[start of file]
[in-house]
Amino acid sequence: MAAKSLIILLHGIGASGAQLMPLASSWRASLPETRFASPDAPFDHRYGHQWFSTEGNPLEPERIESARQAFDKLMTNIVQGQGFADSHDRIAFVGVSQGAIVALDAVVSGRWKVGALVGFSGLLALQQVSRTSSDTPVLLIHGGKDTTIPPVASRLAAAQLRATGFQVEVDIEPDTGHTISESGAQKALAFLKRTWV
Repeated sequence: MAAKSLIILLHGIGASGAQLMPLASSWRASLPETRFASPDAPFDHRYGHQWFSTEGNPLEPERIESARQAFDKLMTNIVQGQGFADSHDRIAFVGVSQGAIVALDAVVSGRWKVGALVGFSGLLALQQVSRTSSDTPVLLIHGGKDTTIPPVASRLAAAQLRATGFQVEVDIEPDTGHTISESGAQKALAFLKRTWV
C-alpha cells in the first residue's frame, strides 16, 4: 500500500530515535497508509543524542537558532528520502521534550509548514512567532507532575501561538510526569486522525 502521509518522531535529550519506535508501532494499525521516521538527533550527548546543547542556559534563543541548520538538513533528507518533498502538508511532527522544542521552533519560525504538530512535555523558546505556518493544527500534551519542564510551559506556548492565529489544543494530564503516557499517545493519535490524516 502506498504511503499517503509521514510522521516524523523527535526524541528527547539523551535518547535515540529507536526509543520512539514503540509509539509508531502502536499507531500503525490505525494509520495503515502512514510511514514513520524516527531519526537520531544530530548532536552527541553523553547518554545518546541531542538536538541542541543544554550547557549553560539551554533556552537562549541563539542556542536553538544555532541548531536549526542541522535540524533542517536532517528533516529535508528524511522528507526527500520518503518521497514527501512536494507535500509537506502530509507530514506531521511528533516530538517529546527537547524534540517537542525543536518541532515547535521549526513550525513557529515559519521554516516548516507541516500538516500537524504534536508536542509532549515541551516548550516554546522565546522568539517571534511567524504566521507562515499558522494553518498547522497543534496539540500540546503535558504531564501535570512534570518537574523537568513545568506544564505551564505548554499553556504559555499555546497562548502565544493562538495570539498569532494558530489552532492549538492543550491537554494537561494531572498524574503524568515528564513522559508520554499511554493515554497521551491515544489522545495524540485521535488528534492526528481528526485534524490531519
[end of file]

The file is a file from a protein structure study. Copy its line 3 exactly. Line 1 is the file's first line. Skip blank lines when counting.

Repeated sequence: MAAKSLIILLHGIGASGAQLMPLASSWRASLPETRFASPDAPFDHRYGHQWFSTEGNPLEPERIESARQAFDKLMTNIVQGQGFADSHDRIAFVGVSQGAIVALDAVVSGRWKVGALVGFSGLLALQQVSRTSSDTPVLLIHGGKDTTIPPVASRLAAAQLRATGFQVEVDIEPDTGHTISESGAQKALAFLKRTWV